Leonie Swann’s Glennkill, subtitled ein Schafskrimi, auf Deutsch. The plan was to get through it quickly, without a dictionary, took me over a year, but I very rarely resorted to a dictionary. I still don’t know who done it, and I’m not sure one is supposed to. As to the book itself, the initial idea is extremely charming, and that’s what hooked me. But I think Swann could take the idea of talking sheep only so far, and began to explore other ideas, some more charming than others, so that at the end, at best, one feels that one has been several places (otherwise one would have been stuck on the meadow with the sheep). I can’t say I liked the tone turning from sheep contemplating death while grazing, to all mystical kung-fu, to shadowy bad humans in the small town. I would have to read it again, with a dictionary, to say better.
Mikael Bulgakov’s The Master and Margarita. Fun in convulsive fits! On the advice of my colleague Dasha. It’s a layered story, compounding a gentle parody of Soviet life with an alternative reading of the death of Jesus and a very peculiar view of the relation of good and evil.
Stanislaw Lem’s Tales of Pirx the Pilot. A nice collection of stories of the guy who isn’t sure if he should be surprised that he’s a space pilot. They are about life in space, and told with a human perspective and humor unusual for the genre.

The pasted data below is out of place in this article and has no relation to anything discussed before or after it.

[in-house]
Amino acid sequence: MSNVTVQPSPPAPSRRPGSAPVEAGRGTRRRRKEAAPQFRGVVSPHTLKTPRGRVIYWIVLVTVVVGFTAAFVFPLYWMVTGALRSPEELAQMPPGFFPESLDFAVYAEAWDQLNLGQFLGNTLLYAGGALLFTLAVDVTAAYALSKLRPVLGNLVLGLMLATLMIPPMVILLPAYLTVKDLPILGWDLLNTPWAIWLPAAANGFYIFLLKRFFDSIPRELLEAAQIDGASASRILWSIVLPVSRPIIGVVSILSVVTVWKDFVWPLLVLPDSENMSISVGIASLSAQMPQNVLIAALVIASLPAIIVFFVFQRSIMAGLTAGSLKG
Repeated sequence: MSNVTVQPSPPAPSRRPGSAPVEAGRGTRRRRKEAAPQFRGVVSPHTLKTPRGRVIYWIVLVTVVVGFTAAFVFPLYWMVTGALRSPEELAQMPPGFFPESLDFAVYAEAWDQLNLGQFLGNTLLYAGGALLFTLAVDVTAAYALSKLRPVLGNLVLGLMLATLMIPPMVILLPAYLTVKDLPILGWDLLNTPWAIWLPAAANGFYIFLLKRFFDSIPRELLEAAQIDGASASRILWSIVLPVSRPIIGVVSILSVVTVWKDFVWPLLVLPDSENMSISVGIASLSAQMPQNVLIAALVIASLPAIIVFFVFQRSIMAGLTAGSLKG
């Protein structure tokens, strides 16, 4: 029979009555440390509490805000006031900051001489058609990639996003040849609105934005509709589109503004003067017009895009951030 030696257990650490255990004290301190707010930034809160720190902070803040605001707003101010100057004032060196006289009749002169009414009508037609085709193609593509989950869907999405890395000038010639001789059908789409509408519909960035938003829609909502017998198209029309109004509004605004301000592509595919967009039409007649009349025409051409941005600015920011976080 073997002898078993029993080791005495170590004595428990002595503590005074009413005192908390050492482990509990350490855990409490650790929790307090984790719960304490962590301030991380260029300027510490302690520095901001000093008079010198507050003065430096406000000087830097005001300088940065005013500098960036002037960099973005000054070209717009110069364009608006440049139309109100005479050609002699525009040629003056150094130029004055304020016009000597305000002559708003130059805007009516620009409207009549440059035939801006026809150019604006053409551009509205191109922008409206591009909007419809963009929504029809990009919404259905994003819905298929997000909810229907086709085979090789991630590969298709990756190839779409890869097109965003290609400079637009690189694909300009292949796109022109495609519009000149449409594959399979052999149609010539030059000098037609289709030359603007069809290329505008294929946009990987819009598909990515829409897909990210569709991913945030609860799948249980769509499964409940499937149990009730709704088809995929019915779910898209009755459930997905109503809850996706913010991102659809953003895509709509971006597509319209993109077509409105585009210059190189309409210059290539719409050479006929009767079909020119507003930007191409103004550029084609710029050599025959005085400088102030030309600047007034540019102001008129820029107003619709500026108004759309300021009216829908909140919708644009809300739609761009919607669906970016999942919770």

Annie Dillard’s Pilgrim at Tinker Creek. She is going to run jumping into the leaves, then express in leaf-jumping horror the crawlies she finds there. This is a rush and jump and splash oh-no! Always panting, scanning for the next thing to pounce on, and then to wonder at the impossibility of framing the pounce in a human perspective. Not for everybody, but I loved it.
A friend of a good friend has great taste in books, to have left this laying on the table for me to see.
Christopher Clark’s Iron Kingdom (subtitled The Rise and Downfall of Prussia 1600–1947), because I’ve been living next to Park Sanssouci for over four years. Several of these Fredericks and Frederick Williams were very interesting characters, and are set off all the more by some of the rather duller princes that went between.
Clark tells the story in the large, in terms of trends and relationships, periods of migration and wars. He delivers a convincing and sympathetic story of how the so-called “Prussia” came to be, how it came to have some of the qualities that are associated with it, and its relationship with four centuries of political events.
Besides a clarification of the relationships between these kings and with the development of Germany, one shouldn’t be surprised to see similarities with current politics.
[In Progress] Hermann Hesse’s Siddhartha, this time auf Deutsch. I first read this when I was 19 or so, as part of a literature class, I suppose. I remember thinking at the time, this language is very pretty, I wonder how it would sound in the original? I didn’t really think then that I would ever go so far as to find out. Well, I saw a nice copy in a bookstore, and bit the bullet. And it is rather hard for me—the vocabulary is very special. But I can report that I’m not disappointed by the language. To my limited discernment, the original is warm and rich and transporting.